It’s the most wonderful time of the year to stop tweeting.
People all around the world are coming together to vow they will not be on social media over the holidays.
The annual Yuletide logging off has become a grand new tradition – a mass exodus of those “taking a break from Twitter” who “won’t be checking social media” until the new year.
It makes perfect sense. Christmas – with its stress, arguments and pointless fights – can be in many ways, nothing but Twitter in real life. So why double up? Last week, the actor Lili Reinhart summed up the general mood when she signed off “toxic” Twitter and announced it was “like a cesspool for evil”.
But it’s equally as cliched that everyone will break their vow immediately – or at least spend the whole time scrolling under the table.
Nevertheless, across the world, people began logging off.
Former Breaking Bad actor Aaron Paul announced it too, in more muted terms. On Sunday night, the UK Labour peer Andrew Adonis disagreed, and struck the most defiant, and perhaps funniest, tone of the season.
But any Twitter break is a vow made to be broken, as seen in this faux-logging off post from Queensland Labor senator Anthony Chisholm.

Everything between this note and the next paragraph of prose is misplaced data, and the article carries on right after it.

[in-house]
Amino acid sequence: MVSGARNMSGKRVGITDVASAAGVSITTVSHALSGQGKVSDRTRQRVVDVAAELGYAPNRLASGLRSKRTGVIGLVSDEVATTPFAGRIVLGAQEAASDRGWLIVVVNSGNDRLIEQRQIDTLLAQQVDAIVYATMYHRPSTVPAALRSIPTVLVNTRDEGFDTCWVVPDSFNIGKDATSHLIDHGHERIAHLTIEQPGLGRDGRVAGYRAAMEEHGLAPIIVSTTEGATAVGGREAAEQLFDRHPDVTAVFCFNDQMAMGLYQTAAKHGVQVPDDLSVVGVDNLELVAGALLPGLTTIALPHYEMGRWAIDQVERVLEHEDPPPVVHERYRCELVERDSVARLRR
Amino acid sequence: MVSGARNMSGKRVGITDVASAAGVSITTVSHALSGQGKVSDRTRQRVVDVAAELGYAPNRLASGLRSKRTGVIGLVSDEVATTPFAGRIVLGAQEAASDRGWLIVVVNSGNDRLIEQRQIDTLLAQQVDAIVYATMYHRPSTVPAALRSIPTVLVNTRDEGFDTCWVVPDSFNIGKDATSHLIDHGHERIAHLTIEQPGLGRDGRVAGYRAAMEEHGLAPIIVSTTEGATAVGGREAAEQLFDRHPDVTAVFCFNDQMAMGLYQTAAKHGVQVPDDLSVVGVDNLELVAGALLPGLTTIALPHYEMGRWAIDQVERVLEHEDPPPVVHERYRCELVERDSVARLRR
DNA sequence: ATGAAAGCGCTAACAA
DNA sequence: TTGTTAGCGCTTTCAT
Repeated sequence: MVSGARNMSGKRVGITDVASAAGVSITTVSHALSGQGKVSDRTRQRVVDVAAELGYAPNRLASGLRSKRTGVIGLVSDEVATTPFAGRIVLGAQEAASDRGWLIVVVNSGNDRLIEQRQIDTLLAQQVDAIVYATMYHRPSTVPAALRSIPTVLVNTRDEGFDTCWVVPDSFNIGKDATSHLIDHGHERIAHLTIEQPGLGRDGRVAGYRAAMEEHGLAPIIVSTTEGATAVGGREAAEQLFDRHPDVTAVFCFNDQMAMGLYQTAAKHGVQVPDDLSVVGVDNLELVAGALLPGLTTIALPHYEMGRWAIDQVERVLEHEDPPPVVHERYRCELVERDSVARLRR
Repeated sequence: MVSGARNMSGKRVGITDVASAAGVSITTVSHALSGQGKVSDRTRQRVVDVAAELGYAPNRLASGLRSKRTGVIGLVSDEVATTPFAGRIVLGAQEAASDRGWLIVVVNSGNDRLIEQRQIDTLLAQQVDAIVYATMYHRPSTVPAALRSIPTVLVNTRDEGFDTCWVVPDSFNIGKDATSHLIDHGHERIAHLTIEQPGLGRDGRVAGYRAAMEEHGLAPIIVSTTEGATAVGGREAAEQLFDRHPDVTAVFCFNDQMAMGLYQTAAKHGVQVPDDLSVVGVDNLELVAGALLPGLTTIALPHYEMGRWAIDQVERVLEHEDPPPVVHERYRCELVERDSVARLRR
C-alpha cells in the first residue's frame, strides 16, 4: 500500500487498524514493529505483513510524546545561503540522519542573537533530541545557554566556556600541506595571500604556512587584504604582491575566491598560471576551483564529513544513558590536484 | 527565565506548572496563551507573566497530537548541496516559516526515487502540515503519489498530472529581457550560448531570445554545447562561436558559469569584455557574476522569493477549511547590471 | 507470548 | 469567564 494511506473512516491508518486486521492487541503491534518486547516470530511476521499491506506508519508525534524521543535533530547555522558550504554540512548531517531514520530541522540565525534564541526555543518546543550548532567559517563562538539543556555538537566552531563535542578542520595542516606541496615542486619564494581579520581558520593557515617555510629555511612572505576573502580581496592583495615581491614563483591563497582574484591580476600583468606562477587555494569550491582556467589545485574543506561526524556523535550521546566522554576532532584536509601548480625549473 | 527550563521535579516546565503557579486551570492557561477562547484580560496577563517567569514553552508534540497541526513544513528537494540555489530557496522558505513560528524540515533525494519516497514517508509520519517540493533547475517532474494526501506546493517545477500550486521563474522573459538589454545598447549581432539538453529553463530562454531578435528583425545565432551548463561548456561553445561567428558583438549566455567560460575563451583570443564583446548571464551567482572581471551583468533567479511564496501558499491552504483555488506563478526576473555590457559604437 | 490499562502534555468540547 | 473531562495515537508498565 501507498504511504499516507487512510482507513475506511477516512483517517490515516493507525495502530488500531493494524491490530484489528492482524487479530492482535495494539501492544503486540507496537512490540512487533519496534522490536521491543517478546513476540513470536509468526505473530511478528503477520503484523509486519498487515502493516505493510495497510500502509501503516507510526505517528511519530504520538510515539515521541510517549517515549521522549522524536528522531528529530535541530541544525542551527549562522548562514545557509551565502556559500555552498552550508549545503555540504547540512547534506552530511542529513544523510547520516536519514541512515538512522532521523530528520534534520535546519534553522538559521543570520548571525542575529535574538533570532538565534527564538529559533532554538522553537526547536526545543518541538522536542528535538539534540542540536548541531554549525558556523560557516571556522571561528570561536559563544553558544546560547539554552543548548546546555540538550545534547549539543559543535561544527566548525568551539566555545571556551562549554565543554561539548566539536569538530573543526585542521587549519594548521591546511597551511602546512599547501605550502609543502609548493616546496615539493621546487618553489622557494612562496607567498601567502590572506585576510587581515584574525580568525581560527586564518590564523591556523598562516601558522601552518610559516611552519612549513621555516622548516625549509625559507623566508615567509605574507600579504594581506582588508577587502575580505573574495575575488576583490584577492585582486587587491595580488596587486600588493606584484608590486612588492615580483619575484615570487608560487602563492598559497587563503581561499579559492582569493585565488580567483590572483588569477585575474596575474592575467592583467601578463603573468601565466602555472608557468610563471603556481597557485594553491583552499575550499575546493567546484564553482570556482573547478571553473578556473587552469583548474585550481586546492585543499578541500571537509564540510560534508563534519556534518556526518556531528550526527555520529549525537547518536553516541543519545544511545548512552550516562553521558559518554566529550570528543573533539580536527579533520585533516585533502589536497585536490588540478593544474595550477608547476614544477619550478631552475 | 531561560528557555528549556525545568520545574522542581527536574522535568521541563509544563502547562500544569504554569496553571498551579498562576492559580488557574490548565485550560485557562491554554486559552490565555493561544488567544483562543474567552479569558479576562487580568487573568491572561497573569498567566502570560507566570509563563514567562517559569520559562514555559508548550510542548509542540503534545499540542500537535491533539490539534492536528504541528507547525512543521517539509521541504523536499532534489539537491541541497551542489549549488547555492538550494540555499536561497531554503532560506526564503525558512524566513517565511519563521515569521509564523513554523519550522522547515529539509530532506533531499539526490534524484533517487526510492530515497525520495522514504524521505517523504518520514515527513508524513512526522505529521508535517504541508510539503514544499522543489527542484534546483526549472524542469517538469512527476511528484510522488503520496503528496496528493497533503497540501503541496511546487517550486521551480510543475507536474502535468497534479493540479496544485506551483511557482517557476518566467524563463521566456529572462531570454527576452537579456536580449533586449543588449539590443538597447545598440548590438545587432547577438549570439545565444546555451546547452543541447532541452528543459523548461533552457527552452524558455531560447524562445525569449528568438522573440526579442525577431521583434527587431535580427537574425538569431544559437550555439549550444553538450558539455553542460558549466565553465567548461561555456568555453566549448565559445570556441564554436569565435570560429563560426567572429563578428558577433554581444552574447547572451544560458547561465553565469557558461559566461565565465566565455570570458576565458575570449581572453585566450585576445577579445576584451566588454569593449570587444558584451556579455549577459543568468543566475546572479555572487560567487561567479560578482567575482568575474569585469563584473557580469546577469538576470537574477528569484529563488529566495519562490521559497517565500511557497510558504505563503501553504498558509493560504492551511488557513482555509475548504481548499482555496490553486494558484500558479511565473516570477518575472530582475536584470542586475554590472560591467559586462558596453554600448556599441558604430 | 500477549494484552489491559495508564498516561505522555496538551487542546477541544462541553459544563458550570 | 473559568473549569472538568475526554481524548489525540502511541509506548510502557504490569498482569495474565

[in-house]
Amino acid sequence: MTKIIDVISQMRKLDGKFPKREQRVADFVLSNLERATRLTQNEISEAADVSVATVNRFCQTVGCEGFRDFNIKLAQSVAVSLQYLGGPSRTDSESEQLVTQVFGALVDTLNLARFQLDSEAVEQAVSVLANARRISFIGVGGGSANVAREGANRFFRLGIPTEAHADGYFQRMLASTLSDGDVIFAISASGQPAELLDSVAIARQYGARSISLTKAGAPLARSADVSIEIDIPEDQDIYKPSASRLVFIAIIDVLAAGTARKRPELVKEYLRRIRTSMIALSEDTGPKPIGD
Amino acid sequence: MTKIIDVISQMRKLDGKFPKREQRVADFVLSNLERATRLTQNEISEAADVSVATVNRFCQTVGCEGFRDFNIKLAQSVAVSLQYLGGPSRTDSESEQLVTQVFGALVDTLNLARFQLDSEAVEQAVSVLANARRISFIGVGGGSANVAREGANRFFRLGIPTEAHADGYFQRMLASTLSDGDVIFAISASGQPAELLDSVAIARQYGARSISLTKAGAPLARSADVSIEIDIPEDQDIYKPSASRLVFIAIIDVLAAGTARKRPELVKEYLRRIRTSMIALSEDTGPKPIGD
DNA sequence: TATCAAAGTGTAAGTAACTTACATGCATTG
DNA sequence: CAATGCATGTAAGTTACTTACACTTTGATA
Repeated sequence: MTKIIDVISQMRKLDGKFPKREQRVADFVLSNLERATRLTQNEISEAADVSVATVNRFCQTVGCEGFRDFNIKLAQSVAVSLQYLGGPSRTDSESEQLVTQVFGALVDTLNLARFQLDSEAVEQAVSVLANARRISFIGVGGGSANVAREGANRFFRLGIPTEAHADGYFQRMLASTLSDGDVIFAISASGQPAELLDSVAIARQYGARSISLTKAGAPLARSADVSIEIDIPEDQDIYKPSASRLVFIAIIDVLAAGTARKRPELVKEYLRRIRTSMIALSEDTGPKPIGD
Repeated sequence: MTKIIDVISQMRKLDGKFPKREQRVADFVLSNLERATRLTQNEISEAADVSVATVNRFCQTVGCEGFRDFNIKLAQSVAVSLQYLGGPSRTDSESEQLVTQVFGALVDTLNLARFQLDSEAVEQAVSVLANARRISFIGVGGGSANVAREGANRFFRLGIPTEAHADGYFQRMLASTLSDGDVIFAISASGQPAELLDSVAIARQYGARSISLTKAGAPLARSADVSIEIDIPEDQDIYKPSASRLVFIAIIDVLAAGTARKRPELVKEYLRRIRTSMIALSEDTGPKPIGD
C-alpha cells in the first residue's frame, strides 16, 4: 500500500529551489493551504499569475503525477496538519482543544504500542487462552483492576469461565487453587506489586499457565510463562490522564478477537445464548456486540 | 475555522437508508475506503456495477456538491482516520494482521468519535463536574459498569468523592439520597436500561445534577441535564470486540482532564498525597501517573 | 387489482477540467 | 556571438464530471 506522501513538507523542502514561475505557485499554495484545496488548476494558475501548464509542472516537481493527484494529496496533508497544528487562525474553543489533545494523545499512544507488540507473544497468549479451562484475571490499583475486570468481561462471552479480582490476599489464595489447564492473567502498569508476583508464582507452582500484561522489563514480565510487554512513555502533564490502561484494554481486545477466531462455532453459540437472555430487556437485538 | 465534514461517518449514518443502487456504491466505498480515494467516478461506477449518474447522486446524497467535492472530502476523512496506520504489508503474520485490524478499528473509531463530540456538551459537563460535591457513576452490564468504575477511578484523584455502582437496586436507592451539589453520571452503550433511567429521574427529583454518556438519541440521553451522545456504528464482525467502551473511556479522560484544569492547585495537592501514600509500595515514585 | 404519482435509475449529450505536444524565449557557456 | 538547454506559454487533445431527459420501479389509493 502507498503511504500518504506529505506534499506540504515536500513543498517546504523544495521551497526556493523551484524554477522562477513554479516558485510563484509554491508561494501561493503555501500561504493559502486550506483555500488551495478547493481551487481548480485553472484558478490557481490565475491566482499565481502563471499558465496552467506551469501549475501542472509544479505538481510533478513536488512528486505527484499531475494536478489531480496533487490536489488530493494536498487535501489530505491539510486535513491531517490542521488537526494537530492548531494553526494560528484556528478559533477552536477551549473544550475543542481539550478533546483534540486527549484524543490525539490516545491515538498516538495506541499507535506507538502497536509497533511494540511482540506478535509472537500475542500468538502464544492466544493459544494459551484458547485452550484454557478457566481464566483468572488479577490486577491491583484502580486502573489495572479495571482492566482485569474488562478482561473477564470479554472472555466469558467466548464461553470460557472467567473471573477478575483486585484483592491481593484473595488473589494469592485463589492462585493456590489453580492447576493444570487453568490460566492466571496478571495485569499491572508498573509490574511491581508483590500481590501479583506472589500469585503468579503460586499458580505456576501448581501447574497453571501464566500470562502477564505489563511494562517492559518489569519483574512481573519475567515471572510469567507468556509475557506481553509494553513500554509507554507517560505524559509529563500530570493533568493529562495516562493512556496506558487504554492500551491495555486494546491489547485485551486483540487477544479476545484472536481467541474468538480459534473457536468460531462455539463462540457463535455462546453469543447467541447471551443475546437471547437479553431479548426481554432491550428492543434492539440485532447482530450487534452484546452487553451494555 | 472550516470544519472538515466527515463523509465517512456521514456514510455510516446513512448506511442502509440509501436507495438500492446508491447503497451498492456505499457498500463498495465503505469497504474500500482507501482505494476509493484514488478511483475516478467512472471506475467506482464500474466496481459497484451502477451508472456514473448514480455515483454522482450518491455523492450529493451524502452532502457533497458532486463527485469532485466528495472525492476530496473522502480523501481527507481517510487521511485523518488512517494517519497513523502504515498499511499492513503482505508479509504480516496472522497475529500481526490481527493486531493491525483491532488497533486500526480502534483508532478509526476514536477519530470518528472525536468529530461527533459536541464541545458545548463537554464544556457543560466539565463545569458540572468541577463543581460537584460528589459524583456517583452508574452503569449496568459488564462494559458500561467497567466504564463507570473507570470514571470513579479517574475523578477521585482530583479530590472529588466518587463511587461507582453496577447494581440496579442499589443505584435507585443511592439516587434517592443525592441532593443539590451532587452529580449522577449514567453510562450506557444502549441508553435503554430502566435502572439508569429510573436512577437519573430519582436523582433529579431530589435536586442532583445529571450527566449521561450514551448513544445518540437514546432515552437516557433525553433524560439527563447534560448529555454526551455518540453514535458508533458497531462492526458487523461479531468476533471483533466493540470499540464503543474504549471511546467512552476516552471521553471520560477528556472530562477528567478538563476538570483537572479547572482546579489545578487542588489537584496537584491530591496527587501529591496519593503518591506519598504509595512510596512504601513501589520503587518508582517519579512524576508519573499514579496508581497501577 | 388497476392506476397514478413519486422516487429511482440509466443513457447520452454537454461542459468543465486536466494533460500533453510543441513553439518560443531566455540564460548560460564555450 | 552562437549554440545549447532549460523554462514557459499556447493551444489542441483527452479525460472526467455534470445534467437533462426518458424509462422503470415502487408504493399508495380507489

And the number of people who have “taking a break” in their display name, but who are nevertheless still tweeting.
The louder you proclaim taking a break from Twitter, the sooner you will be back.
Even the New Zealand ministry of foreign affairs lied to us. “We’ll be taking a break,” it said on Friday.
It was back two days later – telling us to get a working holiday visa for Japan.
Guardian Australia’s own columnist Greg Jericho fell victim too. Fittingly, it was so he could tweet a graph.
So for all the bluster, logging off is really one of the most pointless announcements you can make, as many on Twitter themselves pointed out:
On Friday, Nikki Usher wrote in Slate that the “taking a break” message was so ubiquitous because it is the only effective way to set an away or out-of-office reply on social media.
Whatever the reason, the Christmas log-off is a proper modern tradition. Magical, hopeful and impossible. We’ll see you back online soon.
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